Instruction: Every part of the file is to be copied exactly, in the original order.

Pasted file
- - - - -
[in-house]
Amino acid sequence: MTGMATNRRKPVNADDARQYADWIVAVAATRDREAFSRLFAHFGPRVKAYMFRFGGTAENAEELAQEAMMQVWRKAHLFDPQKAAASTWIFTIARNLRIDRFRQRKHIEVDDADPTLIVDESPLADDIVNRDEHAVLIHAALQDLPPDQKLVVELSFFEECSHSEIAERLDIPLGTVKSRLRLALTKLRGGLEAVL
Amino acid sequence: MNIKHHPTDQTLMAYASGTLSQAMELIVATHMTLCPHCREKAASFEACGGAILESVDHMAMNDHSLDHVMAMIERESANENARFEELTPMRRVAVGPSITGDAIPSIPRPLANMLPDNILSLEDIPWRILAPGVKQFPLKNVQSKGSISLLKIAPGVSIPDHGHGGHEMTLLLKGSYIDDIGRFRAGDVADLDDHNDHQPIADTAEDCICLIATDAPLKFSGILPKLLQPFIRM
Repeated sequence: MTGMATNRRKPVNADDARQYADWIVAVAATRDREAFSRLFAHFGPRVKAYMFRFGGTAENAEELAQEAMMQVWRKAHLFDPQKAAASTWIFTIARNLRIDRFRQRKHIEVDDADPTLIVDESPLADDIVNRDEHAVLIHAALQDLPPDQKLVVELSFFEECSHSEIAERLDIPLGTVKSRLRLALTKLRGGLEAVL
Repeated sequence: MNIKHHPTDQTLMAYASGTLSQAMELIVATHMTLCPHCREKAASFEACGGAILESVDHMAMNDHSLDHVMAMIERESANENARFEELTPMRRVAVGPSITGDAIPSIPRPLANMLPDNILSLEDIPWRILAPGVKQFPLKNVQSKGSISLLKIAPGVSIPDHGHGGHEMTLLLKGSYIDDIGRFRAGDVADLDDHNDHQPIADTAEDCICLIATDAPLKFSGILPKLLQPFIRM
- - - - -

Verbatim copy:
[in-house]
Amino acid sequence: MTGMATNRRKPVNADDARQYADWIVAVAATRDREAFSRLFAHFGPRVKAYMFRFGGTAENAEELAQEAMMQVWRKAHLFDPQKAAASTWIFTIARNLRIDRFRQRKHIEVDDADPTLIVDESPLADDIVNRDEHAVLIHAALQDLPPDQKLVVELSFFEECSHSEIAERLDIPLGTVKSRLRLALTKLRGGLEAVL
Amino acid sequence: MNIKHHPTDQTLMAYASGTLSQAMELIVATHMTLCPHCREKAASFEACGGAILESVDHMAMNDHSLDHVMAMIERESANENARFEELTPMRRVAVGPSITGDAIPSIPRPLANMLPDNILSLEDIPWRILAPGVKQFPLKNVQSKGSISLLKIAPGVSIPDHGHGGHEMTLLLKGSYIDDIGRFRAGDVADLDDHNDHQPIADTAEDCICLIATDAPLKFSGILPKLLQPFIRM
Repeated sequence: MTGMATNRRKPVNADDARQYADWIVAVAATRDREAFSRLFAHFGPRVKAYMFRFGGTAENAEELAQEAMMQVWRKAHLFDPQKAAASTWIFTIARNLRIDRFRQRKHIEVDDADPTLIVDESPLADDIVNRDEHAVLIHAALQDLPPDQKLVVELSFFEECSHSEIAERLDIPLGTVKSRLRLALTKLRGGLEAVL
Repeated sequence: MNIKHHPTDQTLMAYASGTLSQAMELIVATHMTLCPHCREKAASFEACGGAILESVDHMAMNDHSLDHVMAMIERESANENARFEELTPMRRVAVGPSITGDAIPSIPRPLANMLPDNILSLEDIPWRILAPGVKQFPLKNVQSKGSISLLKIAPGVSIPDHGHGGHEMTLLLKGSYIDDIGRFRAGDVADLDDHNDHQPIADTAEDCICLIATDAPLKFSGILPKLLQPFIRM